1753 Jonas Hanway Allegorical Frontispiece

Britannia and Persia. - Main View

1753 Jonas Hanway Allegorical Frontispiece


Britannia Propositions Persia With Intercourse.


Britannia and Persia.
  1753 (dated)     8.25 x 6.25 in (20.955 x 15.875 cm)


This attractive, charming engraving was the frontispiece to Jonas Hanway's An Historical Account of the British Trade over the Caspian Sea an account of his journey from Russia to Persia and an exhaustive collection of the journals of other travelers to the region. The book supported British efforts to establish trade with the Persian Empire and this frontispiece visually sets the tone of the work.
Unpacking the Image
Under the shade of a tree, Britannia and Persia - depicted as classically-robed women - support a map of Russia, the Caucasus, and Asia Minor. On the map are drawn the primary trade routes used by Britain to reach the Caspian region via Asia Minor and Russia. The meeting of the two women is peaceful: they have laid their shields and spears aside. (The shields help identify the women, bearing as they do the Union Jack and the Persian Lion and sun.) At their feet are incense burners and bundles of silk, indicating the profitable trade potential. Britannia's somewhat superior manner in the image suggests she is the more knowledgeable of the two: she gestures at the map, bringing the trade routes to Persia's attention, who seems compelled by the opportunities.
Publication History and Census
This illustration was drawn by Nicholas Blakey, and engraved by Simon Ravenet in 1753 for inclusion in Jonas Hanway's An Historical Account of the British Trade over the Caspian Sea. This example appeared in the third, 1762 edition of Hanway's book. We see eight examples of the complete work in institutional collections. This image has not been separately catalogued in OCLC.


Jonas Hanway (August 12, 1712 - September 5, 1786), was an English philanthropist, traveller, and writer. He was apprenticed in 1729 to a merchant in Lisbon, but in 1743 he became partner to merchant and member of the British Russia Company Robert Dingley (1710 - 1780) who was based in St. Petersburg. This led to the travels in Russia, Central Asia, and Persia which would inform Hanway's (copious) writing on the topic of British trade in the Caspian Sea, which would earn him the attentions of scholar Charles Wilson who hailed him 'one of the most indefatigable and splendid bores of English history.' On his return to London his narrative brought him some fame and success, and thereafter he remained in the city devoted to good causes and good citizenship. He founded The Marine Society in 1756 (a charity supporting inland youths wishing to go to sea.) He was instrumental in the aid of various hospitals; arranged improvements in Londons's birth registration system; and in 1762 he was appointed a commissioner for victualling the navy. Hanway was an eccentric and a gadfly. He protested, voluminously, the English practice of tea drinking, both on the grounds of its effect on the health and on the balance of foreign trade. He was the first male Londoner to carry an umbrella. This shocking move drew the opprobrium of fellow Londoners who objected to the effeminate, French contraption, and the ire of hansom cab drivers who quite correctly identified the invention as a threat to their trade (rainstorms caused Londoners to flock to hansom cabs as a sheltered means of transport.) He died unmarried. A monument to his memory stands in Westminster Abbey, praising his works of charity. It discusses neither umbrellas nor tea. More by this mapmaker...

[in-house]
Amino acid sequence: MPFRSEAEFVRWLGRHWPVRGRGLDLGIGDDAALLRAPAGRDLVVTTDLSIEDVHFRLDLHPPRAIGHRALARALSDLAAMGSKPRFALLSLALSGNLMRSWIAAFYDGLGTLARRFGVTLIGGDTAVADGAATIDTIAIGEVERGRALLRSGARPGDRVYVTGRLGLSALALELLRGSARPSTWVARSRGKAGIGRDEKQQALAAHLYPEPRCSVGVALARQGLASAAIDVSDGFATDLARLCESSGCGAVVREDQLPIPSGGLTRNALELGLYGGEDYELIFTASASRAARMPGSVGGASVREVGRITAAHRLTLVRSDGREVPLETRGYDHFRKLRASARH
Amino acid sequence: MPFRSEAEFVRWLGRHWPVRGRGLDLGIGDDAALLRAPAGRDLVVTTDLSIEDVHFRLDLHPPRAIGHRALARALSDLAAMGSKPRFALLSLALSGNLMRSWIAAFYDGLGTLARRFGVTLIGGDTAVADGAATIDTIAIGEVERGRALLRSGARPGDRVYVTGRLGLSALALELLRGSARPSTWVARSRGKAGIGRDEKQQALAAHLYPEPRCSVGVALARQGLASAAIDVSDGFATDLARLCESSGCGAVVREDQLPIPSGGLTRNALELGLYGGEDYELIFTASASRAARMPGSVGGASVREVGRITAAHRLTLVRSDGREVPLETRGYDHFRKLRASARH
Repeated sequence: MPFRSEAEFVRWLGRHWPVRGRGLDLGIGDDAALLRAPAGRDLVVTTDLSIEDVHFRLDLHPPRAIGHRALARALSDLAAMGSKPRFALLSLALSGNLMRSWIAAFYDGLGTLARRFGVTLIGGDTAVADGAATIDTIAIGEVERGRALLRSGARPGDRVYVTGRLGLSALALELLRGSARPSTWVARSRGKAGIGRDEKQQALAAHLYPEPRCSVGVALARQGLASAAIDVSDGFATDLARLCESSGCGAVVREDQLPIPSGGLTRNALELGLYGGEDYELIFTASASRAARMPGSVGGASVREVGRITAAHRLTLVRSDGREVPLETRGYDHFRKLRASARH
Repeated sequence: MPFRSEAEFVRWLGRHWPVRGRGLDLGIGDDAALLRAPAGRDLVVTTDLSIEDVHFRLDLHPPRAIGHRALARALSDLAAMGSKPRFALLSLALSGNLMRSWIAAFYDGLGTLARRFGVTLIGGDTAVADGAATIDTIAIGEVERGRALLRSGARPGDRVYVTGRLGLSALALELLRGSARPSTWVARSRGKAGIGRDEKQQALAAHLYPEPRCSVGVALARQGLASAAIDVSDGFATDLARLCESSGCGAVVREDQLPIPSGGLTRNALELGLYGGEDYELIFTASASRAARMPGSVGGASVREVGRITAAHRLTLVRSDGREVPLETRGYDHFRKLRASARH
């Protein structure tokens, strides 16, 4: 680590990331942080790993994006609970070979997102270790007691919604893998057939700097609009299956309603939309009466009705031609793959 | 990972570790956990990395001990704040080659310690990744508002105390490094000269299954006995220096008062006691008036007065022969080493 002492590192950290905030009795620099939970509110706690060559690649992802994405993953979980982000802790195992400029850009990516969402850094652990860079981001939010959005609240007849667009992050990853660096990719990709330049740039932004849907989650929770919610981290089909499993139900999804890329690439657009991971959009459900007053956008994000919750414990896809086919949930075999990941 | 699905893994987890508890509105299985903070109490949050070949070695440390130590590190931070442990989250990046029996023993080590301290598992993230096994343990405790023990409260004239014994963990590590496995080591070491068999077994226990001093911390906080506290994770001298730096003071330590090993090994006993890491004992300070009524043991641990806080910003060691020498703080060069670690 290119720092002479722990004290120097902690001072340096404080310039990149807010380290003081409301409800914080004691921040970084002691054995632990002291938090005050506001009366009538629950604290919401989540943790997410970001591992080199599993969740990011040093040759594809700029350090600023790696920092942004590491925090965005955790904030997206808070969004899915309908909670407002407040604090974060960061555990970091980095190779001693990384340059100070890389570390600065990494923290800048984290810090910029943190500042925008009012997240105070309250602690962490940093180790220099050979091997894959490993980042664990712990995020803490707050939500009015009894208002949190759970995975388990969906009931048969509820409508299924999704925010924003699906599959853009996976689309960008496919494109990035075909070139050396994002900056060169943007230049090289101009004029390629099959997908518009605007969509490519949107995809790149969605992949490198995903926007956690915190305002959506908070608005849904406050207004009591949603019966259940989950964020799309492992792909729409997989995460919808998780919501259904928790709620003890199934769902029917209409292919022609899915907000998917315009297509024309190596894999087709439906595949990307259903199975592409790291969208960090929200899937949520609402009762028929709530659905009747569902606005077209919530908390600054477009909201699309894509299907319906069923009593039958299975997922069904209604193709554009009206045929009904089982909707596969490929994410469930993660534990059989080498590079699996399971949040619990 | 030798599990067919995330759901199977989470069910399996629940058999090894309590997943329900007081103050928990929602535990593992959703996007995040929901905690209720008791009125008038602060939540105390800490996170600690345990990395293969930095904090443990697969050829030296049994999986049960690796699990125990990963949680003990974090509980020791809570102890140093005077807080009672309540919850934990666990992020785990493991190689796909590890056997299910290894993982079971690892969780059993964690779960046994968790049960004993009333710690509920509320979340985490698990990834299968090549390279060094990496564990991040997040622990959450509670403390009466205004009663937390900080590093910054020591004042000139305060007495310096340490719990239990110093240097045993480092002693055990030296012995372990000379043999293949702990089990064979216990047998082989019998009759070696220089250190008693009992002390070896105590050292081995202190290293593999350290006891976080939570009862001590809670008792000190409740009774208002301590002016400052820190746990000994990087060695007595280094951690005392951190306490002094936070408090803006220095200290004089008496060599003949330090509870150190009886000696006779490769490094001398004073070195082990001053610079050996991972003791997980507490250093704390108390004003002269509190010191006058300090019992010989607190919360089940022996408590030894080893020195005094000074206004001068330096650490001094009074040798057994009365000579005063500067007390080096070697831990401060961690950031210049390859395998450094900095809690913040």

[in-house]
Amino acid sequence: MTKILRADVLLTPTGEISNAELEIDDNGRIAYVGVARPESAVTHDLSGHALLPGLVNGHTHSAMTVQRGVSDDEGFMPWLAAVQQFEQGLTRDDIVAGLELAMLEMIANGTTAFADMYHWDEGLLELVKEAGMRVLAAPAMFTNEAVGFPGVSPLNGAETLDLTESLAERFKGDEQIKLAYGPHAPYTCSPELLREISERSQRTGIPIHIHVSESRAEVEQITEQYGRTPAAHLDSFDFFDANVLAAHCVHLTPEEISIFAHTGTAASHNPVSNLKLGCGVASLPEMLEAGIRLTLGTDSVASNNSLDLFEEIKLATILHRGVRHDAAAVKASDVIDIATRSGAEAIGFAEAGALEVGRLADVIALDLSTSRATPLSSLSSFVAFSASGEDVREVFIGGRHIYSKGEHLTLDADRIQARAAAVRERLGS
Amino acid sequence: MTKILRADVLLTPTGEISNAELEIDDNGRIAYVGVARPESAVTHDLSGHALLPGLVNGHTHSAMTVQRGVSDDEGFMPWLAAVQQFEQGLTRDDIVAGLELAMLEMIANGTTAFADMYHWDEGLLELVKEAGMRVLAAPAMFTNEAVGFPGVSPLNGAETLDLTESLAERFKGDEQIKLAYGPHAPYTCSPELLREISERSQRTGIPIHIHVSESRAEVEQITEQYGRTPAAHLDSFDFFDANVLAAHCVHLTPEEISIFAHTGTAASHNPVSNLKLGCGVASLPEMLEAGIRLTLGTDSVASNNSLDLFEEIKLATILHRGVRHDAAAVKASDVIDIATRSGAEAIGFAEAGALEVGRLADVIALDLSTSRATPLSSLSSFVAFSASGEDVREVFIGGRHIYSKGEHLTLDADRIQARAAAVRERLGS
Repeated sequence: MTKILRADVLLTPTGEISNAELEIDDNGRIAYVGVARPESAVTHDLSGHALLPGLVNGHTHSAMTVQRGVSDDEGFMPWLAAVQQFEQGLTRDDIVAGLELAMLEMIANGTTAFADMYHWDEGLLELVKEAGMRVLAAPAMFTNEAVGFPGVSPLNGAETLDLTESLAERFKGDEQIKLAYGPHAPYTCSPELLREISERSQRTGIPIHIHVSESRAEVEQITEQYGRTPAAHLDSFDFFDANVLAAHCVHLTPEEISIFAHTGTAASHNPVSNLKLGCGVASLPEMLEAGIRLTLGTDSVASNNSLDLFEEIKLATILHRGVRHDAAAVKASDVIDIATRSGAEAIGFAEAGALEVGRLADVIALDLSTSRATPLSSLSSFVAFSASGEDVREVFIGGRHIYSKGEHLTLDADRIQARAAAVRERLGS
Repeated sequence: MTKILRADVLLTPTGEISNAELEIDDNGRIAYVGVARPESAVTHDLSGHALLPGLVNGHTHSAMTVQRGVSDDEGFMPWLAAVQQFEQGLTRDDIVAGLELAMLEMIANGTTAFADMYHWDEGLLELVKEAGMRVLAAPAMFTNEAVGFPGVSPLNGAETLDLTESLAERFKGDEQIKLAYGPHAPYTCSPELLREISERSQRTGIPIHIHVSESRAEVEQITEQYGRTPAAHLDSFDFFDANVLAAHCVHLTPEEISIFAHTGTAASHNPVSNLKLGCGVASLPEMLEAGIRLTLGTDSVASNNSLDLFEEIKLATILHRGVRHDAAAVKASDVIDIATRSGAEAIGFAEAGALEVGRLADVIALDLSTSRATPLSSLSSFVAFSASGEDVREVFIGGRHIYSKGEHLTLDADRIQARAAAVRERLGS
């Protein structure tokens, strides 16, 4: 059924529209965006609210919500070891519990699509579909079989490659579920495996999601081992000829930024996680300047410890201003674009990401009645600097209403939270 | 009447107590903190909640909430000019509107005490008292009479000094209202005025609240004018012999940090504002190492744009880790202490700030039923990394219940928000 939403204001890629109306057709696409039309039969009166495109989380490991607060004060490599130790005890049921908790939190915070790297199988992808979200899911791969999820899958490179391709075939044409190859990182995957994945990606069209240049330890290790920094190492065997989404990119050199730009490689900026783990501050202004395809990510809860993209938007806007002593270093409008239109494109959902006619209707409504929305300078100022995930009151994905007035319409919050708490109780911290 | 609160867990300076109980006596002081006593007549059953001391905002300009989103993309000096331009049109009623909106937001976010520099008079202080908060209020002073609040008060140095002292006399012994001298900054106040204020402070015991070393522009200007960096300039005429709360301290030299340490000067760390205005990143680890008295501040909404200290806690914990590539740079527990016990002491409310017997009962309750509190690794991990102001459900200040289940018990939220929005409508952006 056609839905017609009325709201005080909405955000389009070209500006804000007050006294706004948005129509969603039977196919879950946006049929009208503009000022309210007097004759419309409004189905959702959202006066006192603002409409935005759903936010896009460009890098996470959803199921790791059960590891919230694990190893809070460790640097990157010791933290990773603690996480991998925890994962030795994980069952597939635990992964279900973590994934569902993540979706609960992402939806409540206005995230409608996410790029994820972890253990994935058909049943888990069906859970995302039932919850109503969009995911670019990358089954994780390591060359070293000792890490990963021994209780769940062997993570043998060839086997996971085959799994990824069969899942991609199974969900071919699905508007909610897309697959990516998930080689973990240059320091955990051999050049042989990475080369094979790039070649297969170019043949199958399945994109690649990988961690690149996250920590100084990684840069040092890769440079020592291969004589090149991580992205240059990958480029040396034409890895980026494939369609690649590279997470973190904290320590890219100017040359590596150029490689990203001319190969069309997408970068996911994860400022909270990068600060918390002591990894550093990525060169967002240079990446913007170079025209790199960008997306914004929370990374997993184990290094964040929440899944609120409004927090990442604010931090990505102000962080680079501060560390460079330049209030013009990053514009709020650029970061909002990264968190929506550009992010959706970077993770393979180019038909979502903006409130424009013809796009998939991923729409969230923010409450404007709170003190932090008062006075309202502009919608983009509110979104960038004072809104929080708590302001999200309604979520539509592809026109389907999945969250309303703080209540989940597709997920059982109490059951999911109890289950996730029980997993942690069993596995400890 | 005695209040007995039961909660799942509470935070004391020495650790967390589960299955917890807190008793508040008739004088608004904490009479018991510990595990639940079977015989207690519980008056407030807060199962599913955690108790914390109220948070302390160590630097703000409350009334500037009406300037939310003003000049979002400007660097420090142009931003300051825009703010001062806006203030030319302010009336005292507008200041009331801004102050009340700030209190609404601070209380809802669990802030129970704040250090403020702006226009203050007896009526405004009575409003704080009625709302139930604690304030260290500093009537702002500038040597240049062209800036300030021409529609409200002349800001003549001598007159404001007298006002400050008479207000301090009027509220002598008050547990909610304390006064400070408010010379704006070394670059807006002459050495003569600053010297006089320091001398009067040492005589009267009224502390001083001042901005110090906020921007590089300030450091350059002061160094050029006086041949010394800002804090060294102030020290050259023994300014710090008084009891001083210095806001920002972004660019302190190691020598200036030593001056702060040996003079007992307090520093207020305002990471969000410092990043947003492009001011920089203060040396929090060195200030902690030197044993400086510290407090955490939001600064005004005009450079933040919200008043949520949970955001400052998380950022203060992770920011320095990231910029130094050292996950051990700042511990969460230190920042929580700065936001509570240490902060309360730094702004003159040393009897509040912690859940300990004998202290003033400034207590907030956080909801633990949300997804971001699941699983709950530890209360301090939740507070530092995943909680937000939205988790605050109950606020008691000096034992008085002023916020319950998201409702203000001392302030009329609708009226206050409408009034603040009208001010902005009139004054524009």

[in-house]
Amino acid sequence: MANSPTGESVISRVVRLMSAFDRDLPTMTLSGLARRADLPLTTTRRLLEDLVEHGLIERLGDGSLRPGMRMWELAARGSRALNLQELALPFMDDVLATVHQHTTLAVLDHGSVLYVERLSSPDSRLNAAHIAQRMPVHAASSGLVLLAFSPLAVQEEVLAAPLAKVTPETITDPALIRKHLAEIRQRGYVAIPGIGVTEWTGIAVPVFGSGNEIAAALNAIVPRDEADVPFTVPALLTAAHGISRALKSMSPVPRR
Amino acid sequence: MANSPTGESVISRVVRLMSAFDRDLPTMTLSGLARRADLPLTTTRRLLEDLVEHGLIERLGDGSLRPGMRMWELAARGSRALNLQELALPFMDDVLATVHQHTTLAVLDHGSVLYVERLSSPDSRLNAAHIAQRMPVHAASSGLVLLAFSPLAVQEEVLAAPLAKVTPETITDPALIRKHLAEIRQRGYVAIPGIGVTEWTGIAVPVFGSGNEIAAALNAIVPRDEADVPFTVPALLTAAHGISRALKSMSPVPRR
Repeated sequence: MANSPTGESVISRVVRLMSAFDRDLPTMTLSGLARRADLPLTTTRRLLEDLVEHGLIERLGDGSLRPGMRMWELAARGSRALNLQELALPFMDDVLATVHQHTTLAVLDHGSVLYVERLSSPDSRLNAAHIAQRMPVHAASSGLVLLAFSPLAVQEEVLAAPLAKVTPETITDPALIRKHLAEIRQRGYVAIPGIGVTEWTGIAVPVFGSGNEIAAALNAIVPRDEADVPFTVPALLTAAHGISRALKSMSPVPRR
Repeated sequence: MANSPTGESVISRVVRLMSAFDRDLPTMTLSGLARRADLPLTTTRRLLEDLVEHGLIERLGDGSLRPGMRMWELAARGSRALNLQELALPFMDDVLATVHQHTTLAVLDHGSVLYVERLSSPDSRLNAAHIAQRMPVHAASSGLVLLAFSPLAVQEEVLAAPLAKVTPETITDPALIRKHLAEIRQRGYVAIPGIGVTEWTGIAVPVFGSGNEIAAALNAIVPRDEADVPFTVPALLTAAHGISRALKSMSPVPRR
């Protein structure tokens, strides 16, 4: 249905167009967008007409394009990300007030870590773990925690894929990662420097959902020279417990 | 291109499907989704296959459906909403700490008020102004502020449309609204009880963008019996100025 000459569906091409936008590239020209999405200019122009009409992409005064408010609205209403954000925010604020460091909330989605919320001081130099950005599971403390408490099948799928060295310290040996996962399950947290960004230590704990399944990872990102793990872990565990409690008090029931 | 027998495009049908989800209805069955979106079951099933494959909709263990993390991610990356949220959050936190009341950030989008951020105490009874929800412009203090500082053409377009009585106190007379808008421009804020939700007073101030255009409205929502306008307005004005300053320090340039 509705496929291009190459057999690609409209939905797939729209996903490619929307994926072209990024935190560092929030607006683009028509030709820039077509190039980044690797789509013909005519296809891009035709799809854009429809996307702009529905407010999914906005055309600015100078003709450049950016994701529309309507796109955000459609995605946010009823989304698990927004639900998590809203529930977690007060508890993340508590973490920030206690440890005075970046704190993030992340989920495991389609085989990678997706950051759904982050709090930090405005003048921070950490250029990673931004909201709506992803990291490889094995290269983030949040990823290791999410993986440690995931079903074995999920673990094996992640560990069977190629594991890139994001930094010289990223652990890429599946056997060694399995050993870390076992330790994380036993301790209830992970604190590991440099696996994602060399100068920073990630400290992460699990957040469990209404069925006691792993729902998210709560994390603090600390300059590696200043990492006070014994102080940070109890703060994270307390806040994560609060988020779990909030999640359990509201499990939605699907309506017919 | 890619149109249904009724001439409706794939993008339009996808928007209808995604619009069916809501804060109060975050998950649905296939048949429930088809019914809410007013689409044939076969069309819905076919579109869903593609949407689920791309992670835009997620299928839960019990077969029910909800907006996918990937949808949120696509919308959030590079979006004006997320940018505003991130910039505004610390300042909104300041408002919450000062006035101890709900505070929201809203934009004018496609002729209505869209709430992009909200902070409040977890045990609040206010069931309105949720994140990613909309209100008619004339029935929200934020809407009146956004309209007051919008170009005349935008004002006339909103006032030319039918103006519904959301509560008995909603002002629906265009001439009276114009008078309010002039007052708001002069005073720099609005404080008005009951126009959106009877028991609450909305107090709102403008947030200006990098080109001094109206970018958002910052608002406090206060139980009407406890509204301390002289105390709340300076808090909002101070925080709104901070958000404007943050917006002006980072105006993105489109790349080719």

Simon François Ravenet (1706 - 1764) was a French engraver. He studied engraving under Jacques-Philippe Le Bas, but moved to London in 1750, where he would live and work the remainder of his life. He was an assistant to William Hogarth, and taught his art to others: his pupils included the engravers John Hall and William Wynne Ryland. His son Simon was also an engraver. Learn More...

Nicholas Blakey (? - 1758) was an Irish-born draughtsman and engraver. He specialized in book illustrations, usually on historical themes. His early life is not known, but studied in Paris at the end of the 1740s. He collaborated with several artists and engravers, including Simon François Ravenet. Blakey died in Paris in 1758. Learn More...


Hanway, Jonas, An Historical Account of the British Trade over the Caspian Sea with the Author's Journal of Travels from England through Russia into Persia; and back through Russia, Germany and Holland, (London) 3rd Edition, 1762.    


Good. Text offset from facing title page, some marginal soiling.